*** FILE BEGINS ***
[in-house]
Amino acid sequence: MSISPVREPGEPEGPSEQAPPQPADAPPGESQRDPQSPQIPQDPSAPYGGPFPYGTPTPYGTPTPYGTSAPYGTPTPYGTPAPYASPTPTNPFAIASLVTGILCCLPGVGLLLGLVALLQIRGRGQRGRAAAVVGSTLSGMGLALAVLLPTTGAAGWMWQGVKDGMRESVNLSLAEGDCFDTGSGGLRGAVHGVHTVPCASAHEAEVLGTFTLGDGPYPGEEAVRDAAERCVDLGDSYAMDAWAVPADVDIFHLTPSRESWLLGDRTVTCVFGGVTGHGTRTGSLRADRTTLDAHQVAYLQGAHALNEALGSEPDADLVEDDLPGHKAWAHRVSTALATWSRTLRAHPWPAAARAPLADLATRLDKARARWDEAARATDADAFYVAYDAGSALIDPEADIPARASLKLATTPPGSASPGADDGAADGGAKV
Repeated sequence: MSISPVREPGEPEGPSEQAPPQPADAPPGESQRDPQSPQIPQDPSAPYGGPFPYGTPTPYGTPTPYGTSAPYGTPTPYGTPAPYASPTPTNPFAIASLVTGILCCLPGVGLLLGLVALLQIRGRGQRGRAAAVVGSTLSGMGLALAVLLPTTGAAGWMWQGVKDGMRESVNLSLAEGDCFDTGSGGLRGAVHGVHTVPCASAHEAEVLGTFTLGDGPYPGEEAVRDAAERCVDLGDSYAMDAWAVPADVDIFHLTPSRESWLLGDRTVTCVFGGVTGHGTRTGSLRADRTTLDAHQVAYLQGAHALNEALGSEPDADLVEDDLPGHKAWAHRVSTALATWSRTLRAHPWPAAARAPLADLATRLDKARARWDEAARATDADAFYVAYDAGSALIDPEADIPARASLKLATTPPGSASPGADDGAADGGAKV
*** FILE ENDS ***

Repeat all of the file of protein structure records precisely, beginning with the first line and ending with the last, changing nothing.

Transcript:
[in-house]
Amino acid sequence: MSISPVREPGEPEGPSEQAPPQPADAPPGESQRDPQSPQIPQDPSAPYGGPFPYGTPTPYGTPTPYGTSAPYGTPTPYGTPAPYASPTPTNPFAIASLVTGILCCLPGVGLLLGLVALLQIRGRGQRGRAAAVVGSTLSGMGLALAVLLPTTGAAGWMWQGVKDGMRESVNLSLAEGDCFDTGSGGLRGAVHGVHTVPCASAHEAEVLGTFTLGDGPYPGEEAVRDAAERCVDLGDSYAMDAWAVPADVDIFHLTPSRESWLLGDRTVTCVFGGVTGHGTRTGSLRADRTTLDAHQVAYLQGAHALNEALGSEPDADLVEDDLPGHKAWAHRVSTALATWSRTLRAHPWPAAARAPLADLATRLDKARARWDEAARATDADAFYVAYDAGSALIDPEADIPARASLKLATTPPGSASPGADDGAADGGAKV
Repeated sequence: MSISPVREPGEPEGPSEQAPPQPADAPPGESQRDPQSPQIPQDPSAPYGGPFPYGTPTPYGTPTPYGTSAPYGTPTPYGTPAPYASPTPTNPFAIASLVTGILCCLPGVGLLLGLVALLQIRGRGQRGRAAAVVGSTLSGMGLALAVLLPTTGAAGWMWQGVKDGMRESVNLSLAEGDCFDTGSGGLRGAVHGVHTVPCASAHEAEVLGTFTLGDGPYPGEEAVRDAAERCVDLGDSYAMDAWAVPADVDIFHLTPSRESWLLGDRTVTCVFGGVTGHGTRTGSLRADRTTLDAHQVAYLQGAHALNEALGSEPDADLVEDDLPGHKAWAHRVSTALATWSRTLRAHPWPAAARAPLADLATRLDKARARWDEAARATDADAFYVAYDAGSALIDPEADIPARASLKLATTPPGSASPGADDGAADGGAKV